Finally, there’s Patton Oswalt, who garnered almost as much acclaim for his performance as Charlize Theron did for hers. The eureka moment in this film comes when Mavis and Oswalt’s Matt discover together that they’ve suffered similar developmental hitches, allowing past hurts to lock them in place with nothing hopeful on the horizon. Diablo Cody made Matt the voice of reason in this film, repeatedly shattering Mavis’s delusions with a sharp wit. It’s all very satisfying, but it also transforms the film into a recapitulation of the old high school comedy trope where the girl thinks she’s in love with the hot guy while the nerdy but sensitive guy is right under her nose. It’s too cute for this film, which otherwise builds inexorably to what is still one of the most (literally) cringeworthy climaxes I’ve seen.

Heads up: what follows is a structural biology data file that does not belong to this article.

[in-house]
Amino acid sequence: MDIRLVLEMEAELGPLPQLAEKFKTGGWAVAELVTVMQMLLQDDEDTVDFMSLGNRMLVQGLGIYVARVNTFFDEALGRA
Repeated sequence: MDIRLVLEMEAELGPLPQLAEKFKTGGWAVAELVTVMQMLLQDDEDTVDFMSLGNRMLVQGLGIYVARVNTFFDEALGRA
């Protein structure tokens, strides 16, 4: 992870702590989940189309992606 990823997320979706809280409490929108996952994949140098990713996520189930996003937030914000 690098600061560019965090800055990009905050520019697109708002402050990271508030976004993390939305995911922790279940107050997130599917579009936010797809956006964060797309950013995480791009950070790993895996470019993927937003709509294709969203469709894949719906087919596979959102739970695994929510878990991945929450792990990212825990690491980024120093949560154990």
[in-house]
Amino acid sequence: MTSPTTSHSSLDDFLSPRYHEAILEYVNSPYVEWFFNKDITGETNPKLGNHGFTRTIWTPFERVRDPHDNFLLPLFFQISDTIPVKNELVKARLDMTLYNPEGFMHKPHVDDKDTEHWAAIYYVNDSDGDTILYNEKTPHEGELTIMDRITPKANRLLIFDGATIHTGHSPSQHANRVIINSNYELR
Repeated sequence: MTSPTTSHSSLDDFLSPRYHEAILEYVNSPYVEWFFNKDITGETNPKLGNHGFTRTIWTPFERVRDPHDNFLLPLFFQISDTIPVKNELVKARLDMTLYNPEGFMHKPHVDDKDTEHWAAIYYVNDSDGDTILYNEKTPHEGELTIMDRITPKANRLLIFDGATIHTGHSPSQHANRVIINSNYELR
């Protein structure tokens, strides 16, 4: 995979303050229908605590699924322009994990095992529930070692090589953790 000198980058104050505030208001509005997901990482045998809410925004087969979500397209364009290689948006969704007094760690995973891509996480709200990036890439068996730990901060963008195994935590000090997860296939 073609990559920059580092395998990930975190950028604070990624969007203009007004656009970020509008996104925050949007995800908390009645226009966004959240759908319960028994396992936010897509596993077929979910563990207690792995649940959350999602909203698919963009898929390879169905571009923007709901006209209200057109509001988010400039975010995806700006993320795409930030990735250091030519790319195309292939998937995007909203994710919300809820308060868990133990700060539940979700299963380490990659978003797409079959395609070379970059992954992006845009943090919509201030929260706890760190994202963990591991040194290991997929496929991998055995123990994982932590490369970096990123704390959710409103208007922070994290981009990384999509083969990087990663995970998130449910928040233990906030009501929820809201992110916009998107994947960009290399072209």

This movie is a decidedly mixed bag, but my overall impression is that it’s basically unpleasant but without enough meat on its bones to make the trip worthwhile. You can guess which conclusions the film will reach, although there is a nice curveball thrown toward the end that keeps it from being all “hugging” and “learning.” Reitman and Cody don’t quite have the conviction or the discipline to make a truly black comedy. They feel the need to reassure us that they know who’s right and who’s wrong here. (“Beth teaches special needs kids.” Yikes.) But I can’t throw the film out entirely. There are too many strong performances, too many sharply observed scenes. So I’ll knock the film down to three stars: respectable and forgettable.